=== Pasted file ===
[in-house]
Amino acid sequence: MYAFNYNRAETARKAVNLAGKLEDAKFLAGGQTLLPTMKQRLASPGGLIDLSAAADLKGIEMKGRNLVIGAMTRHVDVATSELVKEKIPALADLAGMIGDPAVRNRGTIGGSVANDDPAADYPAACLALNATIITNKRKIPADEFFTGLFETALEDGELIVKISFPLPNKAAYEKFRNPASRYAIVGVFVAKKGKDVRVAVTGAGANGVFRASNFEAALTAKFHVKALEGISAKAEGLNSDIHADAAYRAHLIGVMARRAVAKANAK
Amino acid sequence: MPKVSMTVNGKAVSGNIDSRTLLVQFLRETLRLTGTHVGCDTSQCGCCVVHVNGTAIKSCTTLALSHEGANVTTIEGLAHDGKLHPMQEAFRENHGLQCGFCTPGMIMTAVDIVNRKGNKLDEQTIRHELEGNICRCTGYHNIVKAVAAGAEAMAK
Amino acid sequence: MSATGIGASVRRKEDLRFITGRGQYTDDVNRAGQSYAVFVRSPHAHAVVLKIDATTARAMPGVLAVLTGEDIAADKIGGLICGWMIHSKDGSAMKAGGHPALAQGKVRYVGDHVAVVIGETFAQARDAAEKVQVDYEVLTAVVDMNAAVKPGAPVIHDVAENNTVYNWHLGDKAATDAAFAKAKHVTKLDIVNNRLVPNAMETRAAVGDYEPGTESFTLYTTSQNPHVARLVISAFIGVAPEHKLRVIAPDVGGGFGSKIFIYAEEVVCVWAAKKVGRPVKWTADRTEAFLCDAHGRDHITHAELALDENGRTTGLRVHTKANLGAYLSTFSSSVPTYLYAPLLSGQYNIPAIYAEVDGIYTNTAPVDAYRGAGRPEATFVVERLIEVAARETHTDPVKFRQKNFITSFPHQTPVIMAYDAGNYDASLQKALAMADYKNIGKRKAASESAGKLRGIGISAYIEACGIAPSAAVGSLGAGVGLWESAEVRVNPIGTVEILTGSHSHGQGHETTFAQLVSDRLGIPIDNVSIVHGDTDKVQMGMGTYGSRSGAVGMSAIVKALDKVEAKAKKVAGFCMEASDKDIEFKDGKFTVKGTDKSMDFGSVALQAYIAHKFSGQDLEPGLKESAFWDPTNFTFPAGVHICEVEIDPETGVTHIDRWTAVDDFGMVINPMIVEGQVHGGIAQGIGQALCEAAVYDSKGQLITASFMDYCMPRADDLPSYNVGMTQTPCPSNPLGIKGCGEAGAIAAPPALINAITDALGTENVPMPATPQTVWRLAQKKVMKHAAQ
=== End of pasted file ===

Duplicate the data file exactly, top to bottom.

[in-house]
Amino acid sequence: MYAFNYNRAETARKAVNLAGKLEDAKFLAGGQTLLPTMKQRLASPGGLIDLSAAADLKGIEMKGRNLVIGAMTRHVDVATSELVKEKIPALADLAGMIGDPAVRNRGTIGGSVANDDPAADYPAACLALNATIITNKRKIPADEFFTGLFETALEDGELIVKISFPLPNKAAYEKFRNPASRYAIVGVFVAKKGKDVRVAVTGAGANGVFRASNFEAALTAKFHVKALEGISAKAEGLNSDIHADAAYRAHLIGVMARRAVAKANAK
Amino acid sequence: MPKVSMTVNGKAVSGNIDSRTLLVQFLRETLRLTGTHVGCDTSQCGCCVVHVNGTAIKSCTTLALSHEGANVTTIEGLAHDGKLHPMQEAFRENHGLQCGFCTPGMIMTAVDIVNRKGNKLDEQTIRHELEGNICRCTGYHNIVKAVAAGAEAMAK
Amino acid sequence: MSATGIGASVRRKEDLRFITGRGQYTDDVNRAGQSYAVFVRSPHAHAVVLKIDATTARAMPGVLAVLTGEDIAADKIGGLICGWMIHSKDGSAMKAGGHPALAQGKVRYVGDHVAVVIGETFAQARDAAEKVQVDYEVLTAVVDMNAAVKPGAPVIHDVAENNTVYNWHLGDKAATDAAFAKAKHVTKLDIVNNRLVPNAMETRAAVGDYEPGTESFTLYTTSQNPHVARLVISAFIGVAPEHKLRVIAPDVGGGFGSKIFIYAEEVVCVWAAKKVGRPVKWTADRTEAFLCDAHGRDHITHAELALDENGRTTGLRVHTKANLGAYLSTFSSSVPTYLYAPLLSGQYNIPAIYAEVDGIYTNTAPVDAYRGAGRPEATFVVERLIEVAARETHTDPVKFRQKNFITSFPHQTPVIMAYDAGNYDASLQKALAMADYKNIGKRKAASESAGKLRGIGISAYIEACGIAPSAAVGSLGAGVGLWESAEVRVNPIGTVEILTGSHSHGQGHETTFAQLVSDRLGIPIDNVSIVHGDTDKVQMGMGTYGSRSGAVGMSAIVKALDKVEAKAKKVAGFCMEASDKDIEFKDGKFTVKGTDKSMDFGSVALQAYIAHKFSGQDLEPGLKESAFWDPTNFTFPAGVHICEVEIDPETGVTHIDRWTAVDDFGMVINPMIVEGQVHGGIAQGIGQALCEAAVYDSKGQLITASFMDYCMPRADDLPSYNVGMTQTPCPSNPLGIKGCGEAGAIAAPPALINAITDALGTENVPMPATPQTVWRLAQKKVMKHAAQ